VMware is continuing to expand the features in its NSX network virtualization software platform, as the business continues to grow.
VMware announced its new NSX-T Data Center 2.4 update on Feb. 27. A day later on Feb. 28, the company reported its fiscal 2019 results, revealing that the NSX virtual networking product line generated over $500 million in revenue during the fourth quarter and $1.3 billion for the year overall. The core technology behind NSX was originally obtained by VMware via the acquisition of Nicira for $1.2 billion in July 2012.
With the new NSX-T 2.4 update, VMware is looking to push further into the networking space, providing automation features that make it easier for organizations to manage virtualized networking deployments across on-premises and multi-cloud environments.
“I think we have a really unique opportunity with NSX and that is to help customers realize this desire to create the true Self Service Cloud,” said Tom Gillis, SVP and General Manager at VMware.
Gillis said that if you look at the underpinnings of Amazon, Google and Microsoft’s cloud data centers, there is a new architecture around how to build a modern cloud scale network. It’s a leaf-spine architecture that is simplifying the task of the physical infrastructure and putting the complexities of policy enforcement into software.
Among the new features in NSX-T 2.4 are enhanced APIs to handle automation for policy and other network functions. It’s an approach VMware refers to as delivering the “network as code”, which is a programmatic API driven approach to instrument and manage network policy and operations.
NXT-T 2.4 also benefits from a user interface update to improve easy of use for operations. Additionally, NSX-T 2.4 introduces new analytics and visualization capabilities with the enhanced dashboard and UI, as well as support for Splunk and VMware vRealize Log Insight. Among the key use-case where the improved interface will help is for policy enforcement across hybrid and multi-cloud deployments.
“NSX is very unique in its ability to stitch together hybrid clouds and to do policy enforcement in a traditional vSphere environment or now in a bare metal environment, KVM or a cloud provider,” he said.
The Benefits of a Flat NSX Network
Spreading a network across different physical boundaries has often been a management challenge as different layer 2 domains are not easily bridged. Gillis said that NSX effectively flatted out networks now beyond the physical boundaries to keep the networking topology simple, with all policy enforcement done in software.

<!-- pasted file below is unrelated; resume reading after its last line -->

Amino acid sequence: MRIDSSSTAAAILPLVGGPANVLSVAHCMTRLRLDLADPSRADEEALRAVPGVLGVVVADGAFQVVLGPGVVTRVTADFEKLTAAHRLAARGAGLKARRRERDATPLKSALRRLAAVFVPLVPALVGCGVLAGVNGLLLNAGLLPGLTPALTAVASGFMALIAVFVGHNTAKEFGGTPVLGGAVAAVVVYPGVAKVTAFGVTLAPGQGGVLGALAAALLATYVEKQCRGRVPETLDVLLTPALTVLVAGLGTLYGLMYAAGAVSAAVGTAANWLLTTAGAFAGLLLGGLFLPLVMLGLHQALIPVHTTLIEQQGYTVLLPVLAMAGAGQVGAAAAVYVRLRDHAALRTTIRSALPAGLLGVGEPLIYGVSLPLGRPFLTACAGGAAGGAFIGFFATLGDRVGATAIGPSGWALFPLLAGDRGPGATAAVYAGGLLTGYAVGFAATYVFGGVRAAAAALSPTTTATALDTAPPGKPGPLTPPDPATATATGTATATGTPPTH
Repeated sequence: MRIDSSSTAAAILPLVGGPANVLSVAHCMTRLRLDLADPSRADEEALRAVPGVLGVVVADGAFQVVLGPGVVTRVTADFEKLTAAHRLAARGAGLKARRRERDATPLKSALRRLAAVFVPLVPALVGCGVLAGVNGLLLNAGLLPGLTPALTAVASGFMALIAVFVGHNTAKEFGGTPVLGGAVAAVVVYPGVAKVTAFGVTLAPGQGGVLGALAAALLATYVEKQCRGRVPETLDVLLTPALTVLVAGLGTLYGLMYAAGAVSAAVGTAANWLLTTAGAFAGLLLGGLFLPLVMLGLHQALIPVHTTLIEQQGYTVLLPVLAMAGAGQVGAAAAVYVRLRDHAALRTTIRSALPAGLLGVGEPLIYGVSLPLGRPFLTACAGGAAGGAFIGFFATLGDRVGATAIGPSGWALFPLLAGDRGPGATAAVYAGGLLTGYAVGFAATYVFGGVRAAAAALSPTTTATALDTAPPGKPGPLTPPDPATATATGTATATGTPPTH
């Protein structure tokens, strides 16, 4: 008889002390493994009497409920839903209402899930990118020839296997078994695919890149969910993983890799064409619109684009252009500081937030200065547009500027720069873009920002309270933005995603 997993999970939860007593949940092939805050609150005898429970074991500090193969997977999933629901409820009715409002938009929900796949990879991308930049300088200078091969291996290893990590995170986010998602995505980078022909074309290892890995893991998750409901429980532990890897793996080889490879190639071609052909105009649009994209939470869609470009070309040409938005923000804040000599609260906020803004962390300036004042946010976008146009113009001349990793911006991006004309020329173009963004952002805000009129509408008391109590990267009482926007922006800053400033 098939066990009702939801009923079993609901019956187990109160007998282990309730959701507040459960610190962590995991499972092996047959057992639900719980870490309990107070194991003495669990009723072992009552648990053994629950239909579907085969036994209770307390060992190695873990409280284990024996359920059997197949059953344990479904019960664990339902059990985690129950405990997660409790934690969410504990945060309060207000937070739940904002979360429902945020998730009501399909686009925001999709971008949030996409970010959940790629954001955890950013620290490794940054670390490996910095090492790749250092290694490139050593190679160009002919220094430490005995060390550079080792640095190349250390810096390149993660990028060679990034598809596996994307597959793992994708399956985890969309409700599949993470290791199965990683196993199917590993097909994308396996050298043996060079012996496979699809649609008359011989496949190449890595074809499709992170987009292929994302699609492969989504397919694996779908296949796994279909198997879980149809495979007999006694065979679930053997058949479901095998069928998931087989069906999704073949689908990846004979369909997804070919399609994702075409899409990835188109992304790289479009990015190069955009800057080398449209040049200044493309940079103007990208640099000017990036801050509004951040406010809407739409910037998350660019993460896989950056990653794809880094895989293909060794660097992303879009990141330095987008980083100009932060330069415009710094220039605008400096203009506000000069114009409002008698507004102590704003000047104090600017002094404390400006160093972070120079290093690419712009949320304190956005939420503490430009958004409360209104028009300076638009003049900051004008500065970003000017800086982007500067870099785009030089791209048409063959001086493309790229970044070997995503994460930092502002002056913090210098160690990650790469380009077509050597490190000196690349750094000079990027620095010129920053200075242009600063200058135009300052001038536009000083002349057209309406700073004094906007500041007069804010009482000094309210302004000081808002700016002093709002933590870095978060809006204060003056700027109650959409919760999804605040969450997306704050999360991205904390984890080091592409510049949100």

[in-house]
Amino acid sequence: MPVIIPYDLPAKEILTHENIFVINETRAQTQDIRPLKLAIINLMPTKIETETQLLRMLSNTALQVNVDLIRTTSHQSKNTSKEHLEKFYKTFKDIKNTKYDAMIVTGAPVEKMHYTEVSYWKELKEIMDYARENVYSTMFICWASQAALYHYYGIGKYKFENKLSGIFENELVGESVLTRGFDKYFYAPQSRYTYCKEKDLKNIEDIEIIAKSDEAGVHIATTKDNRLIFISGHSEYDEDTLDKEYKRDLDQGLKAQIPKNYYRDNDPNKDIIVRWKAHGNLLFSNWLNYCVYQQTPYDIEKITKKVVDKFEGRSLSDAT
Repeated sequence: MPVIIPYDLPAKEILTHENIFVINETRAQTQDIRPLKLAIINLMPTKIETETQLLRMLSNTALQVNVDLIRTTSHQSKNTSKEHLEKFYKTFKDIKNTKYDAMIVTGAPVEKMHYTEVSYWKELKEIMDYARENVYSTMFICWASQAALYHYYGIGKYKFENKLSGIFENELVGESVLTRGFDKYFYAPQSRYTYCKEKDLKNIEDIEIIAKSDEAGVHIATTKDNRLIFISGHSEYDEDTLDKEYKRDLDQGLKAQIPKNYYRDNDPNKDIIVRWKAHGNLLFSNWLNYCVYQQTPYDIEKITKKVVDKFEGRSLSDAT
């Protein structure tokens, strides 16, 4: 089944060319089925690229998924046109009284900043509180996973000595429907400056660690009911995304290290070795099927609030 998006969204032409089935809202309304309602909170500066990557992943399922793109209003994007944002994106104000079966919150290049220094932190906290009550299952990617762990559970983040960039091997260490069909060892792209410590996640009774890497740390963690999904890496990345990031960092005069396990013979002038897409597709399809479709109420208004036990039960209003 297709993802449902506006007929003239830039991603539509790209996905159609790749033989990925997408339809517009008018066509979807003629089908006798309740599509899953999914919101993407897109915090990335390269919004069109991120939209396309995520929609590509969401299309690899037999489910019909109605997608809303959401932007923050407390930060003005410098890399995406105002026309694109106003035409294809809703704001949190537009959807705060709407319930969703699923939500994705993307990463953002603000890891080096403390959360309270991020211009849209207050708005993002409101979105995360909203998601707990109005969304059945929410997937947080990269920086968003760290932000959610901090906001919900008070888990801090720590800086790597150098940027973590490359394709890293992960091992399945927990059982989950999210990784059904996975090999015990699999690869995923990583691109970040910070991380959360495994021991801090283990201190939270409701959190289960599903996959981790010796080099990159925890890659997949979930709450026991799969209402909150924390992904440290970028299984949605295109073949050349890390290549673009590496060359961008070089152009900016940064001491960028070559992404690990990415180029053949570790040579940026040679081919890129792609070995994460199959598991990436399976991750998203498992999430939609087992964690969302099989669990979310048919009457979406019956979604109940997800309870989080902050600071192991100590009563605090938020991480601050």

Beyond just being easier to manage, having a flat NSX network also enables organizations to find any un-used or stranded network capacity. Gillis said that VMware has a tool that allows customers to look for pockets of stranded capacity, which has been highly effective.
“Using a traditional networking approach with hard VLAN boundaries and firewalls between development and production environment, we look at the utilization,” he explained. “But what happens if your development environment has excess capacity that you could be using for peak moments in your in your production environment? You can’t move capacity easily across those old boundaries, but when you put in a NSX in place, you now can unlock that capacity.”
Intent-Based Networking vs NSX
There has been a lot of hype and vendor announcements in the past year about Intent-Based Networking, largely driven by Cisco, as a new approach to help automated networking.
Gillis said that in his view NSX is already and has long been, an intent-based networking technology. He said that intent-based networking is about being able to specify a policy that can be automatically pushed to switches and routers.
Some vendors like Cisco include machine learning and analytics in their intent-based networking stack, but that’s not something that Gillis sees as being needed for networking in NSX.
“What policy are we talking about that requires machine learning and analytics? Policy is usually really simple, like, some definition of this can talk to this, but not for that,” Gillis said. “Policy allows the IT team to put in what we call guard rails for the self service world.”
For example, he said that the guard rails would be a policy that would state that no matter what a developer does, that a development environment never touches the internet and that a production environment never touches the internet. In his view there is no need for machine learning for that.
The big opportunity for machine learning and analytics in Gillis’ view is around security, which is another domain that VMware is actively investing in. Looking forward for NSX, VMware’s focus is on continuing to flatten boundaries across what has been very rigid networking barriers.
“We’re really focusing on hybrid cloud integration, so making outpost Amazon’s outposts fit seamlessly into a network that’s a big deal for us and continuing to blur the lines between public cloud or private cloud,” he said.
Sean Michael Kerner is a senior editor at EnterpriseNetworkingPlanet and InternetNews.com. Follow him on Twitter @TechJournalist.